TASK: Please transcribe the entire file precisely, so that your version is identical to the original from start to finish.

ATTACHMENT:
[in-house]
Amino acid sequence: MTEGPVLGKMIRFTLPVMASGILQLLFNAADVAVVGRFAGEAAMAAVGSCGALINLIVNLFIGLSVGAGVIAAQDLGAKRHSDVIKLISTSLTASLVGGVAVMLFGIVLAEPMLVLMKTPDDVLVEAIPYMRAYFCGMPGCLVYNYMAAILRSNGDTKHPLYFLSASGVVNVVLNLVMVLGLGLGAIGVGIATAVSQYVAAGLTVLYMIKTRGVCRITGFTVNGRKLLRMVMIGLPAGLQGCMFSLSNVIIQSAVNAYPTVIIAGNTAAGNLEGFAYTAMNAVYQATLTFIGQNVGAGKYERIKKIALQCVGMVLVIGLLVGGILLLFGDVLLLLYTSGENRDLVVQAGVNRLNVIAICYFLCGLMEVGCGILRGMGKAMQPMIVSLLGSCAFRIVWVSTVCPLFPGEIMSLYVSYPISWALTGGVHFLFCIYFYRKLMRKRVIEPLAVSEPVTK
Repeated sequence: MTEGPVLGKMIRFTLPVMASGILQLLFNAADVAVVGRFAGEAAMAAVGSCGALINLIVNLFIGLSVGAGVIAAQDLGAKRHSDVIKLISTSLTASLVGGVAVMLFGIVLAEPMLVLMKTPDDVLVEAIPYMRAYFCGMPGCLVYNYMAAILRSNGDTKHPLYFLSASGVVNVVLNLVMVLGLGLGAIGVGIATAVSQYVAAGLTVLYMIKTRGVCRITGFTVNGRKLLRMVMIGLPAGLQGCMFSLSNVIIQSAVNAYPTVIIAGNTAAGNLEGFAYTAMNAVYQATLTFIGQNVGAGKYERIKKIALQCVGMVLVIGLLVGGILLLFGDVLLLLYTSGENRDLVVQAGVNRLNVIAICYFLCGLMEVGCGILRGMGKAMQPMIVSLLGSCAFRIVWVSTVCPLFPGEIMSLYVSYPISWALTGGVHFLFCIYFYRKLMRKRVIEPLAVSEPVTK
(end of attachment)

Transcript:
[in-house]
Amino acid sequence: MTEGPVLGKMIRFTLPVMASGILQLLFNAADVAVVGRFAGEAAMAAVGSCGALINLIVNLFIGLSVGAGVIAAQDLGAKRHSDVIKLISTSLTASLVGGVAVMLFGIVLAEPMLVLMKTPDDVLVEAIPYMRAYFCGMPGCLVYNYMAAILRSNGDTKHPLYFLSASGVVNVVLNLVMVLGLGLGAIGVGIATAVSQYVAAGLTVLYMIKTRGVCRITGFTVNGRKLLRMVMIGLPAGLQGCMFSLSNVIIQSAVNAYPTVIIAGNTAAGNLEGFAYTAMNAVYQATLTFIGQNVGAGKYERIKKIALQCVGMVLVIGLLVGGILLLFGDVLLLLYTSGENRDLVVQAGVNRLNVIAICYFLCGLMEVGCGILRGMGKAMQPMIVSLLGSCAFRIVWVSTVCPLFPGEIMSLYVSYPISWALTGGVHFLFCIYFYRKLMRKRVIEPLAVSEPVTK
Repeated sequence: MTEGPVLGKMIRFTLPVMASGILQLLFNAADVAVVGRFAGEAAMAAVGSCGALINLIVNLFIGLSVGAGVIAAQDLGAKRHSDVIKLISTSLTASLVGGVAVMLFGIVLAEPMLVLMKTPDDVLVEAIPYMRAYFCGMPGCLVYNYMAAILRSNGDTKHPLYFLSASGVVNVVLNLVMVLGLGLGAIGVGIATAVSQYVAAGLTVLYMIKTRGVCRITGFTVNGRKLLRMVMIGLPAGLQGCMFSLSNVIIQSAVNAYPTVIIAGNTAAGNLEGFAYTAMNAVYQATLTFIGQNVGAGKYERIKKIALQCVGMVLVIGLLVGGILLLFGDVLLLLYTSGENRDLVVQAGVNRLNVIAICYFLCGLMEVGCGILRGMGKAMQPMIVSLLGSCAFRIVWVSTVCPLFPGEIMSLYVSYPISWALTGGVHFLFCIYFYRKLMRKRVIEPLAVSEPVTK